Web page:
Declining vaccination rates in the Democratic Republic of the Congo could lead to resurgence in deadly diseases

15 May 2020
A child getting vaccinated against measles in the DRC

KINSHASA/GENEVA/NEW YORK, 15 May 2020 –The reduction in vaccination rates currently being reported in the Democratic Republic of the Congo (DRC) will leave children in the country at increased risk of contracting deadly diseases such as polio, measles and yellow fever, UNICEF warned today.

The decline in the first two months of the year was likely due to established challenges such as poor cold chain systems, low coverage and stock supply. However, the DRC’s Expanded Programme on Immunization (EPI) is now facing a new challenge which will almost certainly worsen the situation: COVID-19. Health workers conducting routine vaccinations do not have access to adequate equipment to protect themselves, caregivers and children from the coronavirus. Parents are reluctant to attend vaccination sessions for fear of exposing themselves and their children to COVID-19. 

In January and February 2020, there was a decline in vaccination coverage compared to the same two months in 2019. The coverage of vaccination against all the recommended early childhood diseases (hepatitis B, diphtheria, tetanus, whooping cough and Hib) has decreased between 8 and 10 per cent, while poliovirus vaccination coverage rates have declined by 8.4 per cent for IPV and 5.4 per cent for OPV3. Coverage of other vaccines against chickenpox, measles, yellow fever, pneumococcal disease and rotavirus has decreased between 4.5 and 1.5 per cent.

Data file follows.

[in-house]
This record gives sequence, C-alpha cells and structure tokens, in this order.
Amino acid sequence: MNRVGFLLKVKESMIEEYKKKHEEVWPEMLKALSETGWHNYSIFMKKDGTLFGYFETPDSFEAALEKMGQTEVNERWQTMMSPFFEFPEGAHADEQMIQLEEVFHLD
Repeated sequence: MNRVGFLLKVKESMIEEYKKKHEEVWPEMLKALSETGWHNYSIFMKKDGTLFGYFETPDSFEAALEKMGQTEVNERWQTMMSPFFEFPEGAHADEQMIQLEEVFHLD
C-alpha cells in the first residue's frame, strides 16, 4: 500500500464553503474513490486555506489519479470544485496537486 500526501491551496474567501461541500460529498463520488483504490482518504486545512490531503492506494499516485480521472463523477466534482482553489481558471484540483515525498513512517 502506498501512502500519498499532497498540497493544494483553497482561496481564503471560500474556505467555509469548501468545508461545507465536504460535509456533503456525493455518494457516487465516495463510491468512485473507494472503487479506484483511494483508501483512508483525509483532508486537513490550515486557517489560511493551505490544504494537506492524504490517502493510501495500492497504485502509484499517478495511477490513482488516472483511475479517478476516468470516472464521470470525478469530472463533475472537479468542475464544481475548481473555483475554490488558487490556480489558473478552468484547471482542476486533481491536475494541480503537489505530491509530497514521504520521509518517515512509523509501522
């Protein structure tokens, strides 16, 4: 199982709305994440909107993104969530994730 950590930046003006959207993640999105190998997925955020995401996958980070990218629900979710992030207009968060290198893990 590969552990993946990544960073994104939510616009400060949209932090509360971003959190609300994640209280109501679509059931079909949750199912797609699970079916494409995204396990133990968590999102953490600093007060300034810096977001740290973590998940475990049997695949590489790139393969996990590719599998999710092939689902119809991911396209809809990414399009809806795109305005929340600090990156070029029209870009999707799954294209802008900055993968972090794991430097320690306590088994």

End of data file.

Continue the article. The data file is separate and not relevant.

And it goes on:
When converting the percentages to numbers, the figures are alarming:  86,905 children have not received the oral polio vaccine; 74,860 children have not received a dose of the tetanus-diphtheria-whooping cough-hepatitis B-Hib3 vaccine; 107,010 have not received the yellow fever vaccine; and 84,676 children have not been vaccinated against measles.

“If this downward trend in immunization coverage persists, it will erase the gains made over the past two years in tackling deadly vaccine-preventable diseases such as measles,” said Edouard Beigbeder, UNICEF Representative in the DRC. “The larger the number of unvaccinated or under-vaccinated children, the higher the risk of disease outbreaks, and this will only strain an already overburdened health system.”

In a country where only 35 per cent of children aged 12-23 months are fully vaccinated before their first birthday, the stakes are high. The DRC could potentially lose its polio-free certification and could see a resurgence of measles and yellow fever epidemics. This could have a devastating impact on vulnerable children in areas affected by conflict and insecurity, or those who live in remote parts of the country.  

UNICEF urges the Government of the DRC to launch catch-up campaigns and intensify immunization activities across the country to reach all children with life-saving vaccines. Increased vaccine supplies and consumables to administer vaccines are needed, as well as personal protective equipment for health workers. The organization also urges international donors to sustain the government’s immunization efforts by committing generous multi-year support.

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